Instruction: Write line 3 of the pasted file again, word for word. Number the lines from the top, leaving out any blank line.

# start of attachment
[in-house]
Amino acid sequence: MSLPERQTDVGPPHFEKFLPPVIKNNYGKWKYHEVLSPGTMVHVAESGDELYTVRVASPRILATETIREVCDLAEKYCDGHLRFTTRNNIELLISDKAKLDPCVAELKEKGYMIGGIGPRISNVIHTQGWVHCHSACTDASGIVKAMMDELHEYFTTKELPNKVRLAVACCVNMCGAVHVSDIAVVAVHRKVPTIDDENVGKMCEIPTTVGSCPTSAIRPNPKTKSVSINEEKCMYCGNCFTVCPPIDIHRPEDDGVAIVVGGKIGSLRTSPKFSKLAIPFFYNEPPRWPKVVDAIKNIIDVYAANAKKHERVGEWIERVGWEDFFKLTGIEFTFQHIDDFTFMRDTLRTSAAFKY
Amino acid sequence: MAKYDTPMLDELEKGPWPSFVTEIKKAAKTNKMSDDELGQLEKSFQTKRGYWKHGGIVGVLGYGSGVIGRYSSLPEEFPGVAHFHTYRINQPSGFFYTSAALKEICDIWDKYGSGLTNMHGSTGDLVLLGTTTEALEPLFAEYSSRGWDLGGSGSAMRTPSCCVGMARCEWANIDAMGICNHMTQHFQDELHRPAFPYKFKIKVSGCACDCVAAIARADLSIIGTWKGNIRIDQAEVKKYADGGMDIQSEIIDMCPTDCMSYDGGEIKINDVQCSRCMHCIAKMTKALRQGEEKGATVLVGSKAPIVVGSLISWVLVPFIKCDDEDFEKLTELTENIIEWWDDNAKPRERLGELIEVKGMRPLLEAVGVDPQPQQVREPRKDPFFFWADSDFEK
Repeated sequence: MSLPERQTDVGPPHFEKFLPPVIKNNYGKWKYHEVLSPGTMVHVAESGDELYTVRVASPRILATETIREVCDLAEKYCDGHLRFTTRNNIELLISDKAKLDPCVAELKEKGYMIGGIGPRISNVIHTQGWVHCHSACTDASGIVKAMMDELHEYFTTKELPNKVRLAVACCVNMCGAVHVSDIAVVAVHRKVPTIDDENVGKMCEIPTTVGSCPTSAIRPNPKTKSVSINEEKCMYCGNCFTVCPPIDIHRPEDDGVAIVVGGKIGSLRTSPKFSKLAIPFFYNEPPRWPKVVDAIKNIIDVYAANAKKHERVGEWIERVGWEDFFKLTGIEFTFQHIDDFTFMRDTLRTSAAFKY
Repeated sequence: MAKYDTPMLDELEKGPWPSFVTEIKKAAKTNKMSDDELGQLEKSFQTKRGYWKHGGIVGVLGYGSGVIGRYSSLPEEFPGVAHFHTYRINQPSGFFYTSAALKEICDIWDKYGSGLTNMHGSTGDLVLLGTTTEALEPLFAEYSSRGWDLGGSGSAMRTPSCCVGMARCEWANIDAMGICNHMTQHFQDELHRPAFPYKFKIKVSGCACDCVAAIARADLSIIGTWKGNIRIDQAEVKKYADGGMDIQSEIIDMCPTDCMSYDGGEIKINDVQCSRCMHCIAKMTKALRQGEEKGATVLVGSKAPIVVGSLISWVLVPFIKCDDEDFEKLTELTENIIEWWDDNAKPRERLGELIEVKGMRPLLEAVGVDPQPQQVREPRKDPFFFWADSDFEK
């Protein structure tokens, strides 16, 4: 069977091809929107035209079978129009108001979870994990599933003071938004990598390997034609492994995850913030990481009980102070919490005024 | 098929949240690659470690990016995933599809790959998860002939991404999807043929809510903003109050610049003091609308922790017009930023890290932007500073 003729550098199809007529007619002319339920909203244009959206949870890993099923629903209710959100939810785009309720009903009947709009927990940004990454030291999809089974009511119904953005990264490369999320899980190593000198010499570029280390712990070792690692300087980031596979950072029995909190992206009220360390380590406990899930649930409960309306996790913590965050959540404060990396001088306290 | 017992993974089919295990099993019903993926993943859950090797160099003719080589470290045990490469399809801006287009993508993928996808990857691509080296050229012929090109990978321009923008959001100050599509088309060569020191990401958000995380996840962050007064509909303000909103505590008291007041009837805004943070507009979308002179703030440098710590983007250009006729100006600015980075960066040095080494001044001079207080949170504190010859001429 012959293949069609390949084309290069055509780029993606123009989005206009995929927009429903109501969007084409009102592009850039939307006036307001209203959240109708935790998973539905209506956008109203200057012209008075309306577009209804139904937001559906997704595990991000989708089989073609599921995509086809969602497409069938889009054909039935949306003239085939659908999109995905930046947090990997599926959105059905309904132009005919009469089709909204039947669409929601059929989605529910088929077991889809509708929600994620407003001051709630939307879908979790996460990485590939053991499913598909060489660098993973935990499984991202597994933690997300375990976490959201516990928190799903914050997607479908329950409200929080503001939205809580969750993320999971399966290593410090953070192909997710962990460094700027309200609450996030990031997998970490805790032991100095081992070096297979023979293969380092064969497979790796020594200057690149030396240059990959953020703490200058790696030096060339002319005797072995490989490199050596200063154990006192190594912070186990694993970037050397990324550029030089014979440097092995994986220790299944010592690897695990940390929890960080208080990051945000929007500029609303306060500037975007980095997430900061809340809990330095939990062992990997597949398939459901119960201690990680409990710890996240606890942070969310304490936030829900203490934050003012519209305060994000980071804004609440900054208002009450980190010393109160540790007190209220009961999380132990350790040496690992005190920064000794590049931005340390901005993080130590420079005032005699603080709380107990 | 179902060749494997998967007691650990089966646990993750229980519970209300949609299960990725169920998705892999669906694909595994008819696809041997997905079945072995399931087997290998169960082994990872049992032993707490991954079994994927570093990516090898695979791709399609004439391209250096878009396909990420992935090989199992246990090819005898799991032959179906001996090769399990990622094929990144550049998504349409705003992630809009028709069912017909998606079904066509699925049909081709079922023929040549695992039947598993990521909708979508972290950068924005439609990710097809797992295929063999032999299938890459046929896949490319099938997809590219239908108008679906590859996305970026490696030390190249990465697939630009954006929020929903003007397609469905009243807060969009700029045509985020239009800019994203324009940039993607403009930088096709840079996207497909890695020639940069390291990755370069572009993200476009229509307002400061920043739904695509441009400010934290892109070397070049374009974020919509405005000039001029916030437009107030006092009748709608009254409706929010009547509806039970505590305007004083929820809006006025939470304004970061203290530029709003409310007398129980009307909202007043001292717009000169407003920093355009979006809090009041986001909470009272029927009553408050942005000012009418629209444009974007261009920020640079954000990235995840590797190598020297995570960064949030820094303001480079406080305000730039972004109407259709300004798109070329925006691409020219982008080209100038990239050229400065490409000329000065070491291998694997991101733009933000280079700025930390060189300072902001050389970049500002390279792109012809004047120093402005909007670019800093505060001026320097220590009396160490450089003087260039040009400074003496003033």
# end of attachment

Amino acid sequence: MAKYDTPMLDELEKGPWPSFVTEIKKAAKTNKMSDDELGQLEKSFQTKRGYWKHGGIVGVLGYGSGVIGRYSSLPEEFPGVAHFHTYRINQPSGFFYTSAALKEICDIWDKYGSGLTNMHGSTGDLVLLGTTTEALEPLFAEYSSRGWDLGGSGSAMRTPSCCVGMARCEWANIDAMGICNHMTQHFQDELHRPAFPYKFKIKVSGCACDCVAAIARADLSIIGTWKGNIRIDQAEVKKYADGGMDIQSEIIDMCPTDCMSYDGGEIKINDVQCSRCMHCIAKMTKALRQGEEKGATVLVGSKAPIVVGSLISWVLVPFIKCDDEDFEKLTELTENIIEWWDDNAKPRERLGELIEVKGMRPLLEAVGVDPQPQQVREPRKDPFFFWADSDFEK